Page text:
Having introduced WISE to Rondout in the late 1990s, Hertz has steadfastly served as the program coordinator and has seen her share of changes. In fact, she herself serves as the model of adaptability and flexibility, essential “Life and Career Skills” identified by the Partnership for 21st-Century Learning, something that students inevitably develop through their WISE experiences. This was certainly evident when COVID-19 hit in the spring of 2020. Students rose to the occasion and adapted their exploratory work and culminating presentations to online platforms. Teachers and students alike had to adapt their activities at each stage of the process, exclusively utilizing online document sharing and presentation platforms, flexibly shifting their work in the face of each obstacle. Part of the reflective work that students appreciated was an opportunity to discuss how their projects were affected by COVID-19 because it acknowledged their own foray into creativity from adversity.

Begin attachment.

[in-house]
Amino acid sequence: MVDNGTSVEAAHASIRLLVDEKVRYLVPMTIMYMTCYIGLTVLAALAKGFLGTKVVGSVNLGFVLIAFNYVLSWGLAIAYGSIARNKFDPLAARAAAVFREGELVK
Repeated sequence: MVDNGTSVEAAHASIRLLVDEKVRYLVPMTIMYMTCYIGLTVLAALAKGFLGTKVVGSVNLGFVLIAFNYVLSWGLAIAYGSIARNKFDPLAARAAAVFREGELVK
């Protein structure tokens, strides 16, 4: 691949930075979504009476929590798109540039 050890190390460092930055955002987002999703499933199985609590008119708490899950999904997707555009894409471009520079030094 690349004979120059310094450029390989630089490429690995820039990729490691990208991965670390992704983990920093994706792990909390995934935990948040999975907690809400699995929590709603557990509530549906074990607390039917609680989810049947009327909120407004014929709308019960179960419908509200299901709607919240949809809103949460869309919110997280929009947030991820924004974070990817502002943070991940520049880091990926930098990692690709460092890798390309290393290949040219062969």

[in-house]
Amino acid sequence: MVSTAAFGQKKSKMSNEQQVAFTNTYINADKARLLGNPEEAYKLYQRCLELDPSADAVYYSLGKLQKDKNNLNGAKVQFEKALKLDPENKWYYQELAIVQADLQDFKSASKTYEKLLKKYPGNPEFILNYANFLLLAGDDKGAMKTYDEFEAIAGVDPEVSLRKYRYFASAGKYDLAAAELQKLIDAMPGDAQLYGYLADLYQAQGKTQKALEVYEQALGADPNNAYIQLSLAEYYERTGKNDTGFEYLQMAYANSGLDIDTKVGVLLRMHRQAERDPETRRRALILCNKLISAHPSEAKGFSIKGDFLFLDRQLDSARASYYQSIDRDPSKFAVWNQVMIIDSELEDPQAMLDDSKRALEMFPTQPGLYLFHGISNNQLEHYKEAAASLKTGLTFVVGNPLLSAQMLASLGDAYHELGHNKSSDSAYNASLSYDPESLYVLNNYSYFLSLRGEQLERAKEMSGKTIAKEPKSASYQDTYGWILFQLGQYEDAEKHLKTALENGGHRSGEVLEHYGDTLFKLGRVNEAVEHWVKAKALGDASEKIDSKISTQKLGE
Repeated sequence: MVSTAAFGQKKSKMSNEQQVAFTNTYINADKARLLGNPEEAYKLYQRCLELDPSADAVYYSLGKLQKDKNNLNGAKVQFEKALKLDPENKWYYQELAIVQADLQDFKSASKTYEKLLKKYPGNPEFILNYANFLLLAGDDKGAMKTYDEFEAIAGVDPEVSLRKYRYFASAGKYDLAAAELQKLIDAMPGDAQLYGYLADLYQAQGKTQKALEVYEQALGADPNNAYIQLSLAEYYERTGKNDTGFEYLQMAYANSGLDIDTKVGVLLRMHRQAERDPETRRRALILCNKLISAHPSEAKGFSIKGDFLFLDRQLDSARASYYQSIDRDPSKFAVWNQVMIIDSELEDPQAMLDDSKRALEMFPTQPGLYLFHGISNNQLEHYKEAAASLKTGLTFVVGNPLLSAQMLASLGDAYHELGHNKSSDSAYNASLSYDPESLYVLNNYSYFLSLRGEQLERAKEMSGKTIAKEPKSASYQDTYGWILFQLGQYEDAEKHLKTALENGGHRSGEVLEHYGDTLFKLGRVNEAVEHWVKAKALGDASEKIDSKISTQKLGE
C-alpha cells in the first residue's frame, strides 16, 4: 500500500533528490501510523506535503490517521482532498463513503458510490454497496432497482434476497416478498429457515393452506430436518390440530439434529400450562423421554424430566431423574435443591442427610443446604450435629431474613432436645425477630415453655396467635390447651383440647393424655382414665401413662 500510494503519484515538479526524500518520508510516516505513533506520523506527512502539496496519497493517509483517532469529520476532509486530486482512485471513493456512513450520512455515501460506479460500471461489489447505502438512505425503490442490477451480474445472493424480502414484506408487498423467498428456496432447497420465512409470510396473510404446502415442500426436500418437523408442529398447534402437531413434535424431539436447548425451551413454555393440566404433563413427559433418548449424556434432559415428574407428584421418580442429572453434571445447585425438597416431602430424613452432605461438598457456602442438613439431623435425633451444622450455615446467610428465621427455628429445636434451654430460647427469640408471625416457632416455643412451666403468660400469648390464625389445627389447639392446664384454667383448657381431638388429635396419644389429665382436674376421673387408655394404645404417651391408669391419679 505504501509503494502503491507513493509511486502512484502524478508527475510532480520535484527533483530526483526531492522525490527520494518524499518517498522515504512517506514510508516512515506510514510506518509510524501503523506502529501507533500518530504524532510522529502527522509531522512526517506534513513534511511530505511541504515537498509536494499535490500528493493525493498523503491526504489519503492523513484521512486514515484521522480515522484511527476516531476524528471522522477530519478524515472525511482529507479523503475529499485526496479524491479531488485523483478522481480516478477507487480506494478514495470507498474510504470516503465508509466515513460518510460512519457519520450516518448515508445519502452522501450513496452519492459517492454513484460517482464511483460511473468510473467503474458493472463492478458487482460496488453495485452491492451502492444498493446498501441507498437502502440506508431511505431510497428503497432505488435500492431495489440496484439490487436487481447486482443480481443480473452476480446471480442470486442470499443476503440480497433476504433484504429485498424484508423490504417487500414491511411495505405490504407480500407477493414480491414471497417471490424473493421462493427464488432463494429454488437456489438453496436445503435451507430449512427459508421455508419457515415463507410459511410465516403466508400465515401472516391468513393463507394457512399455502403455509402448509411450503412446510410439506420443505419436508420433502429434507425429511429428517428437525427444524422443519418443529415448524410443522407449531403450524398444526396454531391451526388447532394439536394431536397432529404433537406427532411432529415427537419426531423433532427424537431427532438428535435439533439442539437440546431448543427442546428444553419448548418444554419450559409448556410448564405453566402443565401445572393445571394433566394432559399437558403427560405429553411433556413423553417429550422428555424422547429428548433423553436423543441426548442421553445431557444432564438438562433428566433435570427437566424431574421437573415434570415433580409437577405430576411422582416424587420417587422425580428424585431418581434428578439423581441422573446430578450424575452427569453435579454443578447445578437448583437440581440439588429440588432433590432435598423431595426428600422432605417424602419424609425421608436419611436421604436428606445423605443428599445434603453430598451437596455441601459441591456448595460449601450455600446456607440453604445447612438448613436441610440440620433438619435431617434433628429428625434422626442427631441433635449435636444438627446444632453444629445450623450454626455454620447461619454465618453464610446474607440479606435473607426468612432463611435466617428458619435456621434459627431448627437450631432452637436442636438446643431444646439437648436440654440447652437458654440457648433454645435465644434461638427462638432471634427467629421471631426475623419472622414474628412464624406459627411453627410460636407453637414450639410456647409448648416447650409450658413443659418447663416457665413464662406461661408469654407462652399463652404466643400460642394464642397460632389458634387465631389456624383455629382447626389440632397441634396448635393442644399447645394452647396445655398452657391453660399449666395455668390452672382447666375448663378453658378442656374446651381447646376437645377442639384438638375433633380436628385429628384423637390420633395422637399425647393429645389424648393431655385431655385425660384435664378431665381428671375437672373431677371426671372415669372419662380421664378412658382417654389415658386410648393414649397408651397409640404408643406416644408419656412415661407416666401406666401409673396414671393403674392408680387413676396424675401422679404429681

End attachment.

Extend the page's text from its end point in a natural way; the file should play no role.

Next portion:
New Visions Program
Another program worth highlighting—because it takes students out of the traditional confines of the high school and gives them a chance to pursue a personalized pathway that leads to confident decisions about college and career pathways—is known as the Pre-University/New Visions Program. Available to some New York State high schools through their local Boards of Cooperative Educational Services (BOCES), students engage in off-site courses connected to participation in a particular career path such as health, education, robotics and engineering, or music and audio engineering. Students in Ulster County, for example, shadow a wide variety of professionals in the chosen area of study to receive exposure to all facets of the occupation. Students can explore an area of career interest and confirm that one or another focus area is truly something they wish to pursue. In some instances, it also leads to the valuable realization that what they thought was a potential career choice is not what they expected and is, in retrospect, not something they wish to pursue any longer.